In cold and dark January, it is tempting — and encouraging — to think of planting, spring gardens, summer flowers and best of all, budding trees and leafy canopies overhead.

To those making plans now, consider the benefits of trees. They are important not just for adding beauty to our world but to alleviating the impact of climate change. Planting during dormant season is best, which means now until mid-March is a prime time to put spade to dirt. It can make a difference in the common battle for climate change.

A study published in the journal Science last July — “The global tree restoration potential” — found the Earth could support another 2.2 billion acres of forests. Planting another half-trillion trees, according to the authors, could reduce atmospheric carbon by about 25 percent. This is not an overnight fix, but it could buy time as the nations of the world reduce carbon emissions and take other steps to bring the globe back into balance.

Now, take that global perspective and bring it home to New Mexico.

The state is again in the middle of severe drought. It seems counterintuitive to think planting when water is scarce is even possible. After all, won’t the trees simply die for lack of moisture? It partially depends on whether individuals and governments plant the right kinds of trees.

In Albuquerque, for example, a group of partners are working toward a goal of planting 100,000 trees by 2030. They want to replace the city’s aging canopy and better position people for warmer temperatures. Trees are nature’s air conditioners, after all.

The Nature Conservancy — a leader in the effort with the city of Albuquerque — has put together a list of climate-ready trees for that city. The state Forestry Division also is preparing a list that will be adaptable to Northern New Mexico, including Santa Fe. It’s expected to be ready by fall.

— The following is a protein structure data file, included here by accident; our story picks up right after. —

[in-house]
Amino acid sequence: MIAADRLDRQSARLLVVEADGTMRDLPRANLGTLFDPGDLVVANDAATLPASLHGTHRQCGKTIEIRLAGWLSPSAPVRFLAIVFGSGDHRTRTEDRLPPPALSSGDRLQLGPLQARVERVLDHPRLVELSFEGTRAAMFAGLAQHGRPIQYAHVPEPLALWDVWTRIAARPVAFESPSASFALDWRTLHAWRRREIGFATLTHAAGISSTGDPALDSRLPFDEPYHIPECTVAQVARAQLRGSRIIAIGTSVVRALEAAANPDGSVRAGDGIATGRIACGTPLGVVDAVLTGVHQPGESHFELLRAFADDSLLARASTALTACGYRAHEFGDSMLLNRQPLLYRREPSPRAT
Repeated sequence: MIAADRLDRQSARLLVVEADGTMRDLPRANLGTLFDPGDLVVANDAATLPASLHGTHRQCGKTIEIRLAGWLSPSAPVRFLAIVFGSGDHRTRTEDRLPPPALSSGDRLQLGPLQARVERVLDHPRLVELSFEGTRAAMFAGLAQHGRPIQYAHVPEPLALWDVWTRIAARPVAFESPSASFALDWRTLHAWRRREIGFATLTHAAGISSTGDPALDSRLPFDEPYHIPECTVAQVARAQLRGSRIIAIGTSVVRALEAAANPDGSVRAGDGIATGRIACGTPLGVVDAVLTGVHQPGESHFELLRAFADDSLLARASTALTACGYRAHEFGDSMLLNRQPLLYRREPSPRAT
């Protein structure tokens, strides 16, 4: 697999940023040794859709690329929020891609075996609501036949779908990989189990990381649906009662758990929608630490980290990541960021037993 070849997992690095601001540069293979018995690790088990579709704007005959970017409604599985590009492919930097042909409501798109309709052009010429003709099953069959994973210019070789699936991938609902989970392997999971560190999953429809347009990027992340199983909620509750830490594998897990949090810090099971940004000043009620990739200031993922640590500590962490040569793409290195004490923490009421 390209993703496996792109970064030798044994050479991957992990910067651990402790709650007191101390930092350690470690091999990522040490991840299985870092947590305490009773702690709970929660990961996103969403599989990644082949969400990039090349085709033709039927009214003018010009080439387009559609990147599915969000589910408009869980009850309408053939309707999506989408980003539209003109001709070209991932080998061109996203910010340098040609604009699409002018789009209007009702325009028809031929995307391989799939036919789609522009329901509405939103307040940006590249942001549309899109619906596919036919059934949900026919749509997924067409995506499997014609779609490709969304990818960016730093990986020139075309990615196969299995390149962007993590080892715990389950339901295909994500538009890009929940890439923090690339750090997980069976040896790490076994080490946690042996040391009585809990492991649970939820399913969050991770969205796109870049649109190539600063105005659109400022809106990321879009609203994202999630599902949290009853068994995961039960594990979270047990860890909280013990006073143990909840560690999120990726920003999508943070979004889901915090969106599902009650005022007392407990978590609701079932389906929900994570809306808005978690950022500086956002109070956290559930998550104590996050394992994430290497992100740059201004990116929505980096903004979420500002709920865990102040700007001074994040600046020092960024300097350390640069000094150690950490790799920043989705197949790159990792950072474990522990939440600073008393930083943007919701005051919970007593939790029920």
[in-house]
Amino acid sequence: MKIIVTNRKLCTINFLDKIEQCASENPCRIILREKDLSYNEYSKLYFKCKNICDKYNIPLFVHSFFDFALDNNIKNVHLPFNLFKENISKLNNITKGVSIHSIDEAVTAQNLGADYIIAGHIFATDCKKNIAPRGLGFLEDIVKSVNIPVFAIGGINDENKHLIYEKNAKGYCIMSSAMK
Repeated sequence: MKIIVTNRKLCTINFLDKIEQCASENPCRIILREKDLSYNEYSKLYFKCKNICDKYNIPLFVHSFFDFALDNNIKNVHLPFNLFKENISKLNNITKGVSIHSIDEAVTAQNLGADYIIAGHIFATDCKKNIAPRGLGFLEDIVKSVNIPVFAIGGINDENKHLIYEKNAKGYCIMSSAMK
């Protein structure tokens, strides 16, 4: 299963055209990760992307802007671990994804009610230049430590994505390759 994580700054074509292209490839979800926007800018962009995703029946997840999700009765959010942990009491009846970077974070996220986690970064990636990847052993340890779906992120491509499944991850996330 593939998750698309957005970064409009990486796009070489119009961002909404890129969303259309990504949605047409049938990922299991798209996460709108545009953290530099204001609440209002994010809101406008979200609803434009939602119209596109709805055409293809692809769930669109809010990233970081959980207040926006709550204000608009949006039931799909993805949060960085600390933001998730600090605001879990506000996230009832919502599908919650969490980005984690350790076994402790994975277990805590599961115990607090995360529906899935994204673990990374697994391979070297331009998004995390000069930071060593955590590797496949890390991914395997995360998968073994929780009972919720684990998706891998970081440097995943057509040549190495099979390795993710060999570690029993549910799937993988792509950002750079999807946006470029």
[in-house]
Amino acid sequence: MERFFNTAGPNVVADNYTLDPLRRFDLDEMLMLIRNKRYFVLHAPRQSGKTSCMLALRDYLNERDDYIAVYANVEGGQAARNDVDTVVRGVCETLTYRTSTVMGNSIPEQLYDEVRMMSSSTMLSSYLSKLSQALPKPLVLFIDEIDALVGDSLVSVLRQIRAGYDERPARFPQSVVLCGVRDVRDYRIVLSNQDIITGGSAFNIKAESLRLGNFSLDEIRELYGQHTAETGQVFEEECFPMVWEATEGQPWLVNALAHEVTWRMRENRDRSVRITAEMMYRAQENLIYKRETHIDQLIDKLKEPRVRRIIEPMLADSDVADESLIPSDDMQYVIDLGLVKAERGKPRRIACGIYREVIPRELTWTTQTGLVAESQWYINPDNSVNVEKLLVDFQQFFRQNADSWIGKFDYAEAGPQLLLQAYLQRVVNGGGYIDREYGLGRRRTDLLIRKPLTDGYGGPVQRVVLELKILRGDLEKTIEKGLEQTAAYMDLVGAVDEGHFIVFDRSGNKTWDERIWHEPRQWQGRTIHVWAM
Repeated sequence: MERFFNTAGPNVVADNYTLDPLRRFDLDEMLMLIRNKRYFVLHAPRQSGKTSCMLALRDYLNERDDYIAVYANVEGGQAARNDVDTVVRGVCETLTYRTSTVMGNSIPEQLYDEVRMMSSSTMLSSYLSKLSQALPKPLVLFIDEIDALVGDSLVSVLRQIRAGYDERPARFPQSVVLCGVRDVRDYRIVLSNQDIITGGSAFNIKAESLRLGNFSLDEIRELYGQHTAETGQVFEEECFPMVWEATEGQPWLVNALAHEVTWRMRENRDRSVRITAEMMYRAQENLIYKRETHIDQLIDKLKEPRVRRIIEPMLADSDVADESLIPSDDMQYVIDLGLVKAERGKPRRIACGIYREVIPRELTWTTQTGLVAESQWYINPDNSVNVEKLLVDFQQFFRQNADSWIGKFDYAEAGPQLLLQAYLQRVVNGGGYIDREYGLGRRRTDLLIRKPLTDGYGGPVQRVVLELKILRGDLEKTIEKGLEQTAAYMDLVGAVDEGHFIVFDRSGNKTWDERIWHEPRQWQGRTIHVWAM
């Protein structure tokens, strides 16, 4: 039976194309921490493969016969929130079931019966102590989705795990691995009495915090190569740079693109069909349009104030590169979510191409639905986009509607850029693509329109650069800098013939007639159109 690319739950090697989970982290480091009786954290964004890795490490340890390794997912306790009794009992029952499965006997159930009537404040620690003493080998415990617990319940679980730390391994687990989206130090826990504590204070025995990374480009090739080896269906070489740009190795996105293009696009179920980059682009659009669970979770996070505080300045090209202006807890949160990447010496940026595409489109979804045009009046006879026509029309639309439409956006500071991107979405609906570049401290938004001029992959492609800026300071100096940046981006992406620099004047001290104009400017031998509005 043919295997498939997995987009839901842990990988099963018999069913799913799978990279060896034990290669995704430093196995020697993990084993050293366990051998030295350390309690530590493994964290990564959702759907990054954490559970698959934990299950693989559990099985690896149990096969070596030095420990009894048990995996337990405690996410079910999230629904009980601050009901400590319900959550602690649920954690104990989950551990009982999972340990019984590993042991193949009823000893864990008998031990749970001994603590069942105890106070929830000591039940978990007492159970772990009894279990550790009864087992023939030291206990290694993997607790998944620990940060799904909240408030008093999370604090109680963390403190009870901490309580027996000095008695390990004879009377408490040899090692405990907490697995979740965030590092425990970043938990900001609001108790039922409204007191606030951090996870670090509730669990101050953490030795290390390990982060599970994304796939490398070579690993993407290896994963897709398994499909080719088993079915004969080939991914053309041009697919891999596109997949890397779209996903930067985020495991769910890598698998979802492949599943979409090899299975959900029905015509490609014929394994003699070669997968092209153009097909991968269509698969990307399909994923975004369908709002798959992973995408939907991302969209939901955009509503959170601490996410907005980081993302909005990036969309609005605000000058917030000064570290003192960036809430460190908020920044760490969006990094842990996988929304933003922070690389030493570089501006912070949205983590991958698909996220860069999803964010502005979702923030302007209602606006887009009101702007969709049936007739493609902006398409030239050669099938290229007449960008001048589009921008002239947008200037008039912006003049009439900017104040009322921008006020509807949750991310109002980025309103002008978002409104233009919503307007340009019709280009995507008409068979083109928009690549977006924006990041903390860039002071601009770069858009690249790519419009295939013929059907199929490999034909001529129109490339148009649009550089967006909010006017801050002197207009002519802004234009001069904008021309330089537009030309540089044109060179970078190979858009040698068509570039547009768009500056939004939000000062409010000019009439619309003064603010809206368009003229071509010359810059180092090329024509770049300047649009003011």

Eventually, all climate zones in New Mexico will have a handy list of trees adaptable to their areas.

For property owners who want the shade of a tree to cool their home or business, that list will make choosing the best type of tree — and caring for it properly — much easier. The right tree in the right place, with enough room to grow, will improve the quality of life for years to come. It’s an action that benefits us here at home while improving the planet, the ultimate in thinking globally and acting locally.

Trees will shade property but also can be used in medians and along sidewalks to make the urban environment more comfortable. As temperatures increase, walking in midday will become uncomfortable and even dangerous. Placed strategically, trees reduce summer temperatures in urban areas anywhere from 2 to 9 degrees. They shade buildings and surfaces, deflect the sun’s rays and release moisture. They add beauty and grace to the world. And we need more of that right about now.

(5) comments

Richard Reinders

Where's the water to grow all these trees in NM

Mike Johnson

This is a good idea, planting any vegetation is a noble effort. I'm old enough to remember when the environmentalists were urging us to stop using paper bags and substitute plastic bags to "save the trees", I guess they all changed their minds?

Khal Spencer

Nice idea to plant trees, but as JC Corcoran notes, we are working at cross purposes. Deforestation is the name of the game to produce cheap food products such as meat and cooking oils (palm, for example). We can't have it both ways.

Personally, I think the symbol for climate protection should be the lowly condom.

Emily Koyama

[thumbup]

JC Corcoran

Stop grazing on public land and plant trees where they once grew.... Cattle are the No. 1 agricultural source of greenhouse gases worldwide. Each year, a single cow will belch about 220 pounds of methane. Methane from cattle is shorter lived than carbon dioxide but 28 times more potent in warming the atmosphere.

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